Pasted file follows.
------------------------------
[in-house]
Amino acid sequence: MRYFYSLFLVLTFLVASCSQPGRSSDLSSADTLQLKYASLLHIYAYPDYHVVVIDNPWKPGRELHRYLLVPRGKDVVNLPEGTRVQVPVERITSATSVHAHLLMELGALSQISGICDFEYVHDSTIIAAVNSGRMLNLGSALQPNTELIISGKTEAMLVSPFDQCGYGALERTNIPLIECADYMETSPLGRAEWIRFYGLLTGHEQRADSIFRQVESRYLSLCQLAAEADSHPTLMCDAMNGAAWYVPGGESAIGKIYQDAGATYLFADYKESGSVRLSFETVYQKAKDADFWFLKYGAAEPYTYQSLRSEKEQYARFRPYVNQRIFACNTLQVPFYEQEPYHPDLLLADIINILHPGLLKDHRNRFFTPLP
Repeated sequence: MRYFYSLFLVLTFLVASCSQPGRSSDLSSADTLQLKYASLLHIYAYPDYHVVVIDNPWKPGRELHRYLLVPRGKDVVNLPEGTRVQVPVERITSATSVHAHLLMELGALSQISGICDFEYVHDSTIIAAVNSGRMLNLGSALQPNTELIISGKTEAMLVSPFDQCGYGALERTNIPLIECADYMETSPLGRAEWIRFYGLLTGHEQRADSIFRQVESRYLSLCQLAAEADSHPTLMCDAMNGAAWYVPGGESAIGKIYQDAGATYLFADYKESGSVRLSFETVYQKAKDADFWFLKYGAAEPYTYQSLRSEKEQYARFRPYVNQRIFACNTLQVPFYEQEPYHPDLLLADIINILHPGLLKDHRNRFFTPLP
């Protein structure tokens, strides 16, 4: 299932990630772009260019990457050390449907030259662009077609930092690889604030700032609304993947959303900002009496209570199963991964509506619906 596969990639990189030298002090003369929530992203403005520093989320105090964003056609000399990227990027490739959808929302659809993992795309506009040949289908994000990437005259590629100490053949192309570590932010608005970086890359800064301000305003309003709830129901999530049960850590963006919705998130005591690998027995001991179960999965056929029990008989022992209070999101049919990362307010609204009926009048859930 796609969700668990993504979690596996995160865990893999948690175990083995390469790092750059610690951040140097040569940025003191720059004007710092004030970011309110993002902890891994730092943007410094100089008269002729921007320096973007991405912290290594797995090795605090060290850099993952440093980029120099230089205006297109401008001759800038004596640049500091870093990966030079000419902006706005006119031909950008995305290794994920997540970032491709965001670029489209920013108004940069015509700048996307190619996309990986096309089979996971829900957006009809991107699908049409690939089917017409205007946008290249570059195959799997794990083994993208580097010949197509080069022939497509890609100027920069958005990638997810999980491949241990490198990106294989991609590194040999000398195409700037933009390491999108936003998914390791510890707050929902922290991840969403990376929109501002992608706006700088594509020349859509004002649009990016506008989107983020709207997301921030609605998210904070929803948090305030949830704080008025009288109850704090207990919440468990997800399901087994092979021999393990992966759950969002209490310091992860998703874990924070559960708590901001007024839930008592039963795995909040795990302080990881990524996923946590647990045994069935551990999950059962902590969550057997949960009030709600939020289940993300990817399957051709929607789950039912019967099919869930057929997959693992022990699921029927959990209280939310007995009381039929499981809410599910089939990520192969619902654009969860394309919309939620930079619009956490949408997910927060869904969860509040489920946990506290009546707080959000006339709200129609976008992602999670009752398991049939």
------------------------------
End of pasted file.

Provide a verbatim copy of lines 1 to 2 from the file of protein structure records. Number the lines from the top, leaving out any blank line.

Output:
[in-house]
Amino acid sequence: MRYFYSLFLVLTFLVASCSQPGRSSDLSSADTLQLKYASLLHIYAYPDYHVVVIDNPWKPGRELHRYLLVPRGKDVVNLPEGTRVQVPVERITSATSVHAHLLMELGALSQISGICDFEYVHDSTIIAAVNSGRMLNLGSALQPNTELIISGKTEAMLVSPFDQCGYGALERTNIPLIECADYMETSPLGRAEWIRFYGLLTGHEQRADSIFRQVESRYLSLCQLAAEADSHPTLMCDAMNGAAWYVPGGESAIGKIYQDAGATYLFADYKESGSVRLSFETVYQKAKDADFWFLKYGAAEPYTYQSLRSEKEQYARFRPYVNQRIFACNTLQVPFYEQEPYHPDLLLADIINILHPGLLKDHRNRFFTPLP